David Low, meanwhile, had the task of deploying Columbia's own primary payload: a US Navy communications satellite called Leasat-5. Just as the STS-41C crew had done, the STS-32 crew would launch one satellite and pick up another. Leasat had originally been scheduled for launch on Hoot Gibson's STS-61C mission but by the time of Challenger had slipped until STS-61L in November 1986. Leasat (or 'leased satellite') was the fourth generation of Hughes-built synchronous communications satellites known as 'Syncoms'. As such, it had not one, but two names: in some quarters it was called Leasat-5 and, in others, Syncom 4-F5.
In shape, it took the form of a 2,400-kg 'drum' to provide worldwide, high-priority communications between ships, aircraft, submarines and land-based stations for the US military, as well as the Presidential Command Network. It measured 4 m tall and 4.6 m wide when 'stowed' in the Shuttle's payload bay, but after full deployment in geosynchronous orbit - when its Ultra-High Frequency (UHF) and omni-directional antennas had been swung out - its height increased to 6 m. It was a spin-stabilised satellite, covered with solar cells capable of generating 1,500 watts of electrical power.
Two helical antennas on top of the satellite provided receive-and-transmit capabilities in the 240-400-MHz UHF band, and it also carried two X-band 'horns' and the omni-directional antenna for tracking and control. The antennas were separately attached to a collapsible boom to allow them to be folded during ascent and sprung open in space; this helped to keep Leasat's costs down. When operational, the satellites provided 13 UHF communications channels, including a 500-kHz wide-band channel. They provided their own attitude-control functions, using onboard Sun and Earth sensors and thrusters, and carried nickel-cadmium batteries for backup power.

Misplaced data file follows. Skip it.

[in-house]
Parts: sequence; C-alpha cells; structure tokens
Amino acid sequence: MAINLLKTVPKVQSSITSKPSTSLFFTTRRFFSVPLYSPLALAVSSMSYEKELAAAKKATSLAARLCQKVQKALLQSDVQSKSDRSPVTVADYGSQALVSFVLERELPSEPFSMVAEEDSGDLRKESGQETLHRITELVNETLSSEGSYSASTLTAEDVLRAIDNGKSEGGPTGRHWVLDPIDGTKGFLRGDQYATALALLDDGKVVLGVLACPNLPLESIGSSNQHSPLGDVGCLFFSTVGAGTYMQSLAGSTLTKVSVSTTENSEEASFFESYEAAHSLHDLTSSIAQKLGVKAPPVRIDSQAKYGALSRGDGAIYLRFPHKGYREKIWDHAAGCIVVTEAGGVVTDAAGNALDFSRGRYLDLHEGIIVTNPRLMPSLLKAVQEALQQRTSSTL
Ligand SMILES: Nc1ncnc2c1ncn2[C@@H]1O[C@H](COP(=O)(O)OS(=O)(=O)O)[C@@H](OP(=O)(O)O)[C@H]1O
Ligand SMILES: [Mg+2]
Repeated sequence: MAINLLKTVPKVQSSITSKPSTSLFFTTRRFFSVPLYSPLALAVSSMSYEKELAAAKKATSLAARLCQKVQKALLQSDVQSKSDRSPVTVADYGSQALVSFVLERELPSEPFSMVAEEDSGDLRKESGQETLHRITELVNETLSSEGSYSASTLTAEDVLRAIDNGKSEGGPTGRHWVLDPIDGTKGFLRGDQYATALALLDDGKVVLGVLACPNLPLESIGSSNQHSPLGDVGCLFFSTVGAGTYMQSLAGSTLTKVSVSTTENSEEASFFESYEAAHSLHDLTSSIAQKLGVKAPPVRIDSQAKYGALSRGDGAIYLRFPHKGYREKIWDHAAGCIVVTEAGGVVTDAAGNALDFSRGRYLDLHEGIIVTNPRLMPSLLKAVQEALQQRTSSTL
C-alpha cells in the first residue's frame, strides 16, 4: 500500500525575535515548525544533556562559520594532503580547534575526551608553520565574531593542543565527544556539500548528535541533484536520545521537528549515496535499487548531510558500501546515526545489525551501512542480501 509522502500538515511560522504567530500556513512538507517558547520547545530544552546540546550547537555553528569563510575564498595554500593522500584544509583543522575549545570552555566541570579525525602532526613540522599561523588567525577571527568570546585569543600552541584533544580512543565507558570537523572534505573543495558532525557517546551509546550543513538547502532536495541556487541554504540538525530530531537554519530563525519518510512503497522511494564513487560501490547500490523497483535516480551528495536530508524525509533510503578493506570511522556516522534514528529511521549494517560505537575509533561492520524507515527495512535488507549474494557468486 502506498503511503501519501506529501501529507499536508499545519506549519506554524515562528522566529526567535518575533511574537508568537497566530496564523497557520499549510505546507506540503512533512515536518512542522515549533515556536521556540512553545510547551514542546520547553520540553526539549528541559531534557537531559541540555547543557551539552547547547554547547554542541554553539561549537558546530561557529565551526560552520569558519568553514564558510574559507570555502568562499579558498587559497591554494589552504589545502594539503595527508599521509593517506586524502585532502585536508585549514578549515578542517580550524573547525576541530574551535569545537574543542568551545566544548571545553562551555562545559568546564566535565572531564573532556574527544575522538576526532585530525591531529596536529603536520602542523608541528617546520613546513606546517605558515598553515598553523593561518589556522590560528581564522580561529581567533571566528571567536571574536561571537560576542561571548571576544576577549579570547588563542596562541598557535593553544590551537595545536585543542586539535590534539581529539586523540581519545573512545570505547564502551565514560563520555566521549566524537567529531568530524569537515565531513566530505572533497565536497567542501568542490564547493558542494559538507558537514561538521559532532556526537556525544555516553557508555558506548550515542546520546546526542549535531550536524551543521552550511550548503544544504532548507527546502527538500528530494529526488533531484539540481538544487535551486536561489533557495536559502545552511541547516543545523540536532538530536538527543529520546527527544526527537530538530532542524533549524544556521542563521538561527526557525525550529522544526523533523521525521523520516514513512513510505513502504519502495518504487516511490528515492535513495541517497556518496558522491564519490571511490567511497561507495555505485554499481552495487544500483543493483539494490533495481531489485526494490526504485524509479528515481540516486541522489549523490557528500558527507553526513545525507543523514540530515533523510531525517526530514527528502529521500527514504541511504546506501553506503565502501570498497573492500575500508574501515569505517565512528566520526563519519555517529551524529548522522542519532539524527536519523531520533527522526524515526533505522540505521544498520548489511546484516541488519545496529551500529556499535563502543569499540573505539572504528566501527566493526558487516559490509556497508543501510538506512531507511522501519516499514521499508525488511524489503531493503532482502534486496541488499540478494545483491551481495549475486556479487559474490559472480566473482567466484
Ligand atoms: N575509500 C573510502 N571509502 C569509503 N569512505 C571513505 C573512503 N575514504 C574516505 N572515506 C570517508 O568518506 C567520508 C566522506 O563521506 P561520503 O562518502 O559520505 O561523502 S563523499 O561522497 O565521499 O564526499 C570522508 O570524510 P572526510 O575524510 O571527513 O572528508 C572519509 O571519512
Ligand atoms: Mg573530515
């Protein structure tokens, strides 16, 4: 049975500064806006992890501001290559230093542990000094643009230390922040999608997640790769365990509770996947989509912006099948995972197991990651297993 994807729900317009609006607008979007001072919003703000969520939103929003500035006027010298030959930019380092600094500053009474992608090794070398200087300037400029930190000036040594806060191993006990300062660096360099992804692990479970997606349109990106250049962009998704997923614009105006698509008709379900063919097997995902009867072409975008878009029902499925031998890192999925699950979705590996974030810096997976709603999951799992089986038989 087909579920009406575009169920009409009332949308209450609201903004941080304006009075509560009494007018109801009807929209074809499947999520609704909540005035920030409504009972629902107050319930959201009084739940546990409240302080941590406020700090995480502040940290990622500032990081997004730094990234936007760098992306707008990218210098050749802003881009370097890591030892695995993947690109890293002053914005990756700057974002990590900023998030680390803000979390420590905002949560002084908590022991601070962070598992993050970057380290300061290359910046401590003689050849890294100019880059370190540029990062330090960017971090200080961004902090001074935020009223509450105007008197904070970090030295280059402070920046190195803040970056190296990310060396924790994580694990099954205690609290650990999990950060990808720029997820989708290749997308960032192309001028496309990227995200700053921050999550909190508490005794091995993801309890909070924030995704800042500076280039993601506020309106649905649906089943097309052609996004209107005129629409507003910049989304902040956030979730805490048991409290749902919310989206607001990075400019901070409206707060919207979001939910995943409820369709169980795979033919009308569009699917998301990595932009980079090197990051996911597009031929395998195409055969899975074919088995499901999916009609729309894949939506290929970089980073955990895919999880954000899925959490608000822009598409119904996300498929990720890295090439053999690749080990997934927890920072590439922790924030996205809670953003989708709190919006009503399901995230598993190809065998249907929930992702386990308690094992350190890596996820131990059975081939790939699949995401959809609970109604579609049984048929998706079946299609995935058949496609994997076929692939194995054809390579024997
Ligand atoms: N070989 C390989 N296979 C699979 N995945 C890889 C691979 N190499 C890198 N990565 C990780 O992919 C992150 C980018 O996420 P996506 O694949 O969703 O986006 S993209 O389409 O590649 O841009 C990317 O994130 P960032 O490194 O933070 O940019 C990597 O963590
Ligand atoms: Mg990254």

The Leasat project began in 1978, when the US Navy awarded contracts to Hughes Communications Services - today part of Boeing Satellite Systems - to build five Shuttle-deployable communications satellites, of which one would serve as a 'spare', for the Department of Defense. It was intended that Leasat would augment the US military's Fleet Satellite Communications (FLTSATCOM) network and the Hughes contract also provided for the construction of a control centre at El Segundo in California and a series of fixed and movable ground stations. The US Navy acted as the project's executive agent, working on behalf of the Department of Defense.
The 'lease' stipulated that the US military would pay to use communications channels on board the Leasats, at a cost of $84 million per year, per satellite. The first two Leasats were launched on Shuttle missions STS-41D and STS-51A in August and November 1984, followed by a third on STS-51D in April 1985. Leasat-3 suffered an electrical failure that stranded it in low orbit and was later retrieved, 'hotwired' and successfully redeployed by the STS-51I crew in August 1985. Ironically, the crew of that mission also deployed a fourth Leasat whose UHF system failed completely.
The situation at the time of STS-32's launch, therefore, was that four Leasats had been launched but only three were fully operational; and because the fourth had failed after entering geosynchronous orbit, it was too high for a repair by Shuttle astronauts. The fifth Leasat, which would be deployed by Brandenstein's crew, would thus be essential in completing the 'minimum' of four satellites needed by the Department of Defense. Its frisbee-like deployment from Columbia's payload bay was scheduled for the second day of the mission but, as with STS-61C, the Shuttle required several 'tries' before getting off the ground.
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